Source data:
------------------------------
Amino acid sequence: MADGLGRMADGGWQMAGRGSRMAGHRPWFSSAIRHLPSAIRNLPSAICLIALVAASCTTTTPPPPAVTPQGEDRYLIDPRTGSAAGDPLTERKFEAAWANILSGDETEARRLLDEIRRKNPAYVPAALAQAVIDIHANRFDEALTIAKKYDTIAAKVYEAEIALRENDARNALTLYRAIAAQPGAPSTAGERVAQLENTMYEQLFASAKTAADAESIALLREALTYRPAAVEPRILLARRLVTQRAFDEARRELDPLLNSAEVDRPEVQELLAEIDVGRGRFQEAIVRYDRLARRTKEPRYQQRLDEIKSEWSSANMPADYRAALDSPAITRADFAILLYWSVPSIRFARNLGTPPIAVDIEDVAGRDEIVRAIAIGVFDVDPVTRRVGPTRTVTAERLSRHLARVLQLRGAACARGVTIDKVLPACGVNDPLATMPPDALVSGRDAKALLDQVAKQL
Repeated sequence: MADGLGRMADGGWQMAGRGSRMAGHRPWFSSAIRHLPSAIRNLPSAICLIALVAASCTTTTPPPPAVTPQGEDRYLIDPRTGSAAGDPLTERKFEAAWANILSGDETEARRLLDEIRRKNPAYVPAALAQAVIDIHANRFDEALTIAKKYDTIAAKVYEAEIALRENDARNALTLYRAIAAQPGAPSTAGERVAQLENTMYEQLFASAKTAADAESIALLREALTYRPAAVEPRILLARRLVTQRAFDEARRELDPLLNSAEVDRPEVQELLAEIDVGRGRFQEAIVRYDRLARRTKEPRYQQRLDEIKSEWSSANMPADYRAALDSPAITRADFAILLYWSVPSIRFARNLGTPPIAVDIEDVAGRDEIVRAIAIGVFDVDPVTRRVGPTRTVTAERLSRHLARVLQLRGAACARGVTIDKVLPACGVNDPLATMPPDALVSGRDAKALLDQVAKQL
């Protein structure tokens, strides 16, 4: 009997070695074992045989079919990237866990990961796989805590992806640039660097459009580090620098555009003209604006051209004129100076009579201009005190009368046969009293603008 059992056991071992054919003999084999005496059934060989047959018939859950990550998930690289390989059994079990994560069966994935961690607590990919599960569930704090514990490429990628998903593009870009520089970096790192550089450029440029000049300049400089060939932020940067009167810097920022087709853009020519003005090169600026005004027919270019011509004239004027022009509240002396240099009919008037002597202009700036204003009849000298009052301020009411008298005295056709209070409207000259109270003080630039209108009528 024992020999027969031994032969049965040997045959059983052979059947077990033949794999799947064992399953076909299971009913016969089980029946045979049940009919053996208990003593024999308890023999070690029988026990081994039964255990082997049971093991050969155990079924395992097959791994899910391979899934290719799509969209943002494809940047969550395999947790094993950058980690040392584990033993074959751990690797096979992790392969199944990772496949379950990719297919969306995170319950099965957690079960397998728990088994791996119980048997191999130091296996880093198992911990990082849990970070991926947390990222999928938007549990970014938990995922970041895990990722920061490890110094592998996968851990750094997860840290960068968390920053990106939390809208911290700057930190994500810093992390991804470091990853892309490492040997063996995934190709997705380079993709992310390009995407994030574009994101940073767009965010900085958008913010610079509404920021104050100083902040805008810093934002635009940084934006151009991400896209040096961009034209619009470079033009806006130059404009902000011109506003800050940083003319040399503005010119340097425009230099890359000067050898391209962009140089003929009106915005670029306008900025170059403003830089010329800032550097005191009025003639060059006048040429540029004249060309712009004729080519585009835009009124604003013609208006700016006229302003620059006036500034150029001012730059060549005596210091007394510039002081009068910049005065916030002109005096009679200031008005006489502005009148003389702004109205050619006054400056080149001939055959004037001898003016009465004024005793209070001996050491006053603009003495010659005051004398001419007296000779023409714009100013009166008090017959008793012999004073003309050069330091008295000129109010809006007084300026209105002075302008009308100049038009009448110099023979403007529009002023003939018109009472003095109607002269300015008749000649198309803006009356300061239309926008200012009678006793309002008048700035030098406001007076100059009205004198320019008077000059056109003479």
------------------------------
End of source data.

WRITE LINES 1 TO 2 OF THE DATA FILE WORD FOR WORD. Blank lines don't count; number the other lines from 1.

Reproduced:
Amino acid sequence: MADGLGRMADGGWQMAGRGSRMAGHRPWFSSAIRHLPSAIRNLPSAICLIALVAASCTTTTPPPPAVTPQGEDRYLIDPRTGSAAGDPLTERKFEAAWANILSGDETEARRLLDEIRRKNPAYVPAALAQAVIDIHANRFDEALTIAKKYDTIAAKVYEAEIALRENDARNALTLYRAIAAQPGAPSTAGERVAQLENTMYEQLFASAKTAADAESIALLREALTYRPAAVEPRILLARRLVTQRAFDEARRELDPLLNSAEVDRPEVQELLAEIDVGRGRFQEAIVRYDRLARRTKEPRYQQRLDEIKSEWSSANMPADYRAALDSPAITRADFAILLYWSVPSIRFARNLGTPPIAVDIEDVAGRDEIVRAIAIGVFDVDPVTRRVGPTRTVTAERLSRHLARVLQLRGAACARGVTIDKVLPACGVNDPLATMPPDALVSGRDAKALLDQVAKQL
Repeated sequence: MADGLGRMADGGWQMAGRGSRMAGHRPWFSSAIRHLPSAIRNLPSAICLIALVAASCTTTTPPPPAVTPQGEDRYLIDPRTGSAAGDPLTERKFEAAWANILSGDETEARRLLDEIRRKNPAYVPAALAQAVIDIHANRFDEALTIAKKYDTIAAKVYEAEIALRENDARNALTLYRAIAAQPGAPSTAGERVAQLENTMYEQLFASAKTAADAESIALLREALTYRPAAVEPRILLARRLVTQRAFDEARRELDPLLNSAEVDRPEVQELLAEIDVGRGRFQEAIVRYDRLARRTKEPRYQQRLDEIKSEWSSANMPADYRAALDSPAITRADFAILLYWSVPSIRFARNLGTPPIAVDIEDVAGRDEIVRAIAIGVFDVDPVTRRVGPTRTVTAERLSRHLARVLQLRGAACARGVTIDKVLPACGVNDPLATMPPDALVSGRDAKALLDQVAKQL